ARS Licenses Purple Bacteria to Battle Crop
Pests By Sharon
Durham December 13, 2007
A bacterium discovered by Agricultural Research Service (ARS) scientists that is toxic to Colorado
potato beetle larvae also was found in preliminary studies to be toxic in
varying degrees to gypsy moth, small hive beetle and tobacco hornworm. Now, ARS
has licensed the technology to
Innovations, Inc., of Davis, Calif., and
Natural Industries, Inc., of
ARS is the U.S. Department of
Agriculture's chief scientific research agency.
D. Shropshire-Mitchell, entomologist
Blackburn, and molecular biologist
Gundersen-Rindal, all at the
Invasive Insect Biocontrol and Behavior Laboratory in Beltsville, Md.,
found a new bacterial species called Chromobacterium subtsugae. The
group then found that the bacterium displayed toxicity to immature Colorado
potato beetles. Additional studies will be conducted to determine potential
toxicity to non-target insects.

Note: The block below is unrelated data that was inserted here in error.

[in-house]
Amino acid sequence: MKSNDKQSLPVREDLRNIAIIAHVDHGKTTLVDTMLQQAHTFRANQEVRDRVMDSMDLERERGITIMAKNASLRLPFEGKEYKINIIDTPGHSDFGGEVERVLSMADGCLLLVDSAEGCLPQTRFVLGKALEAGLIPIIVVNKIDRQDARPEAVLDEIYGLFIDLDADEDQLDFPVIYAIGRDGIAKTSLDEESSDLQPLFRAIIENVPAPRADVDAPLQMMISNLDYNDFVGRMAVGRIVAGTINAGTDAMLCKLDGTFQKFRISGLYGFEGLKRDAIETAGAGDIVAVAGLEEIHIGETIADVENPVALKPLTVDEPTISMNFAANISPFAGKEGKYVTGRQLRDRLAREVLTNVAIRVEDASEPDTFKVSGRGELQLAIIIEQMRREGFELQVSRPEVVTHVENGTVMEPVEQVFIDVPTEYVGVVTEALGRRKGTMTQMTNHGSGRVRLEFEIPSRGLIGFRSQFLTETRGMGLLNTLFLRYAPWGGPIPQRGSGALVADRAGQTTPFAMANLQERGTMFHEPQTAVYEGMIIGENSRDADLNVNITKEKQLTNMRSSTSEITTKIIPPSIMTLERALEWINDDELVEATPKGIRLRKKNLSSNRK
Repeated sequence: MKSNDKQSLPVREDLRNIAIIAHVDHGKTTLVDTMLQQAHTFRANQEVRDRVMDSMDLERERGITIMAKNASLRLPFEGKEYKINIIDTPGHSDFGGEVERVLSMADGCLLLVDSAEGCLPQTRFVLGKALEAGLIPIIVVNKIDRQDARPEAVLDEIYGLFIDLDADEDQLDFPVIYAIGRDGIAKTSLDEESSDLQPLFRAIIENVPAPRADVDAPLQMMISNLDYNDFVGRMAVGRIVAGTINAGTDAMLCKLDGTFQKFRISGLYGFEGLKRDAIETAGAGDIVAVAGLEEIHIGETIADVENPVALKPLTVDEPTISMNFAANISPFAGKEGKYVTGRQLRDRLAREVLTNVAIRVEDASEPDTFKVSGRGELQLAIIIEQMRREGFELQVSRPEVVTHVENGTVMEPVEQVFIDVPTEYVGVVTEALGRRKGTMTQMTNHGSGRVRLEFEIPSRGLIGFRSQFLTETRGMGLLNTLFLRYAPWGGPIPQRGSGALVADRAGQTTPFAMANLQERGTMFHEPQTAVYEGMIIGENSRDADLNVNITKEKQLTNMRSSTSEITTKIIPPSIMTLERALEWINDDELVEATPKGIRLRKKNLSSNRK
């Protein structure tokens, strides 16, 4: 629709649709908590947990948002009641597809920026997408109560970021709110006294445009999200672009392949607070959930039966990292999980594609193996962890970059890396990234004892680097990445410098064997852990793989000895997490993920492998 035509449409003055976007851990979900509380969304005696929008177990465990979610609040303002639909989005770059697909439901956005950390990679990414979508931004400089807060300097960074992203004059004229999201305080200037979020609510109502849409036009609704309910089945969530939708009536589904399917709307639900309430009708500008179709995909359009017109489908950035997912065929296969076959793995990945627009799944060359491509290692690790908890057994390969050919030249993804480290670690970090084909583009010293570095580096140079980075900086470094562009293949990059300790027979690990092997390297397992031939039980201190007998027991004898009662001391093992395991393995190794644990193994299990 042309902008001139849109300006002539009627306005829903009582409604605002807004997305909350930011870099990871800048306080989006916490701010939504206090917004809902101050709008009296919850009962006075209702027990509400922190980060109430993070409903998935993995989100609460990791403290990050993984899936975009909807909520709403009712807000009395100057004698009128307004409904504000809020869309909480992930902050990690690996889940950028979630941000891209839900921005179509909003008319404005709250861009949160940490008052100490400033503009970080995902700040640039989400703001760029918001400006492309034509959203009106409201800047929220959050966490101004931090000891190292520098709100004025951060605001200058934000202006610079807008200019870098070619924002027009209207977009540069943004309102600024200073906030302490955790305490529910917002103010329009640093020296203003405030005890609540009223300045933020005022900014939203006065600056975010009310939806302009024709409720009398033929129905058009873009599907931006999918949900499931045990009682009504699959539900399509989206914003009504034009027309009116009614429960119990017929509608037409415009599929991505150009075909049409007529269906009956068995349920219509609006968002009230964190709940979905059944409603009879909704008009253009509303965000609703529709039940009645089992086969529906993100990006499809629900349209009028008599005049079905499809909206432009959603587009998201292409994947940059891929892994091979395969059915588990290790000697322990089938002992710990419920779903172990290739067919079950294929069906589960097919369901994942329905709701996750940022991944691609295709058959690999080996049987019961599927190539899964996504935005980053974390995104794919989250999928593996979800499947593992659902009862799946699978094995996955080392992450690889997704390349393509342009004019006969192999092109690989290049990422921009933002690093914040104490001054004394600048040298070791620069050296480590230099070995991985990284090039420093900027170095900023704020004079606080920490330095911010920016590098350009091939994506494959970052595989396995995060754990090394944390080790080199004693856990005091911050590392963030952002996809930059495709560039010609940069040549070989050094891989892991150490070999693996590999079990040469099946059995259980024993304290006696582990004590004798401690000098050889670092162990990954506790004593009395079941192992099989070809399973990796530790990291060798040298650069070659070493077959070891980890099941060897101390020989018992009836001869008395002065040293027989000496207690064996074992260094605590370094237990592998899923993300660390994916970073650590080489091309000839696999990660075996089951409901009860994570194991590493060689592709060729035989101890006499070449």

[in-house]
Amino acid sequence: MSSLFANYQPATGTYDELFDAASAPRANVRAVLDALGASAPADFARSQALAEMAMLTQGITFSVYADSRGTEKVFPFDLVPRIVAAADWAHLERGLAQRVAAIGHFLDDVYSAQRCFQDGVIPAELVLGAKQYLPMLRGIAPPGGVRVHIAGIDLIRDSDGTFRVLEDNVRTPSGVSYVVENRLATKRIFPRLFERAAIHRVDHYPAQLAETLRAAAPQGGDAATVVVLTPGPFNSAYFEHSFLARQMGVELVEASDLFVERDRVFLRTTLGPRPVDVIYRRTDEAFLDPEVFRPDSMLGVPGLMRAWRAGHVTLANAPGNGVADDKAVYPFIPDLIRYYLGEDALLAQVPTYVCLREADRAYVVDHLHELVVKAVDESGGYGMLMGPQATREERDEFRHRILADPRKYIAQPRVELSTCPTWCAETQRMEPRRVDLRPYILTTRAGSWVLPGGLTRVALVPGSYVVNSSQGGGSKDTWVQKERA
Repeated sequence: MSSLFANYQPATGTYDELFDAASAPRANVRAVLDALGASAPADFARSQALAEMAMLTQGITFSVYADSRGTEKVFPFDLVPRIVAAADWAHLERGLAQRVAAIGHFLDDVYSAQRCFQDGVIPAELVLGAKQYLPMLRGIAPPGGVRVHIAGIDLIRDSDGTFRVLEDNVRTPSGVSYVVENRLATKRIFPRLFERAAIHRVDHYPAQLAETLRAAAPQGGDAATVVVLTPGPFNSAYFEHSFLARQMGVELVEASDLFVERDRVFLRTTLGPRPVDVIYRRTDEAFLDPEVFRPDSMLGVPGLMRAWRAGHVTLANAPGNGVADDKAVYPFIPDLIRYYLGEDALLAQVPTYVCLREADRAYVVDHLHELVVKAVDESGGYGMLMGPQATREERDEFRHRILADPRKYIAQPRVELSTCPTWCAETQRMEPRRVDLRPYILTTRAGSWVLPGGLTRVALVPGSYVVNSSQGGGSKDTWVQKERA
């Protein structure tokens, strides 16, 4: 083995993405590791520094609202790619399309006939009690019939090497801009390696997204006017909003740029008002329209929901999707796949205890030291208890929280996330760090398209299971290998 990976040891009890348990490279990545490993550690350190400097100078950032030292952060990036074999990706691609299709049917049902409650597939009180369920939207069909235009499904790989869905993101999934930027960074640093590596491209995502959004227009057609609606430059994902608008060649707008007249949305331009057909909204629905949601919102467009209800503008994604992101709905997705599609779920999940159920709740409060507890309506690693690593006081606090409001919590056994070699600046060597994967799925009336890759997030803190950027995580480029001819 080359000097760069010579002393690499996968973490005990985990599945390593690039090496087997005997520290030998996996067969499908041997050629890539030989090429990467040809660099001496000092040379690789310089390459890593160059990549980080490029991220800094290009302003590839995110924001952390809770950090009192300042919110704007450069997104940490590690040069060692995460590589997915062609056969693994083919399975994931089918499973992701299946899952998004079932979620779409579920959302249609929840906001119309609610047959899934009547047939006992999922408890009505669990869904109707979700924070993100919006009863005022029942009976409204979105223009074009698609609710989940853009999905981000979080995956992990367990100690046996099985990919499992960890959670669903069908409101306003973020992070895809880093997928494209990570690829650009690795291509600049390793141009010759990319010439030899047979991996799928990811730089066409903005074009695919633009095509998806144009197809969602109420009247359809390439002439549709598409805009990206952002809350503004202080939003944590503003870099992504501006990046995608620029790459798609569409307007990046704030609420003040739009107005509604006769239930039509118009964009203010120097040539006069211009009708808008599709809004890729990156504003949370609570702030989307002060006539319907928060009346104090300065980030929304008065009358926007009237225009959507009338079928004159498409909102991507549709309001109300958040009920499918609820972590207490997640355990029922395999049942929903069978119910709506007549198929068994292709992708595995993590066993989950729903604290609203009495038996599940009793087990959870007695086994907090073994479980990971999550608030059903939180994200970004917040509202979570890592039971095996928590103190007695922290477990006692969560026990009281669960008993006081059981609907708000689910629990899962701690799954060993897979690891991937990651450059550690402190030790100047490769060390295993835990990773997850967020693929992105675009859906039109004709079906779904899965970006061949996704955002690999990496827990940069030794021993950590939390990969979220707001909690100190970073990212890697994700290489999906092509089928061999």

Soil rich in decomposed hemlock leaves and collected from the Catoctin
Mountain region in central Maryland was the source of the C. subtsugae.
The team isolated the microbe by suspending samples of forest soil in water and
then plating it directly on growth medium. The unusual purple colonies were
then tested in a project to develop a more efficient way to test for toxicity
in Colorado potato beetle.
Other insects were also affected. While tobacco hornworm and gypsy
moth weren't killed by the bacteria, their weights were drastically reduced.
Weights of tobacco hornworms that were fed the bacteria-laced diet were 24
milligrams, compared to 119 milligrams for insects that didn't eat the
bacteria. Gypsy moths that ate the bacteria weighed 40 percent less than gypsy
moths that weren't exposed.
In previous studies conducted by Martin, C. subtsugae also was
found to be toxic, in varying degrees, to western corn rootworm, southern corn
rootworm, white flies, and diamondback moth. In July 2007, a patent was granted
for use of the bacterium as a biocontrol agent against those pests.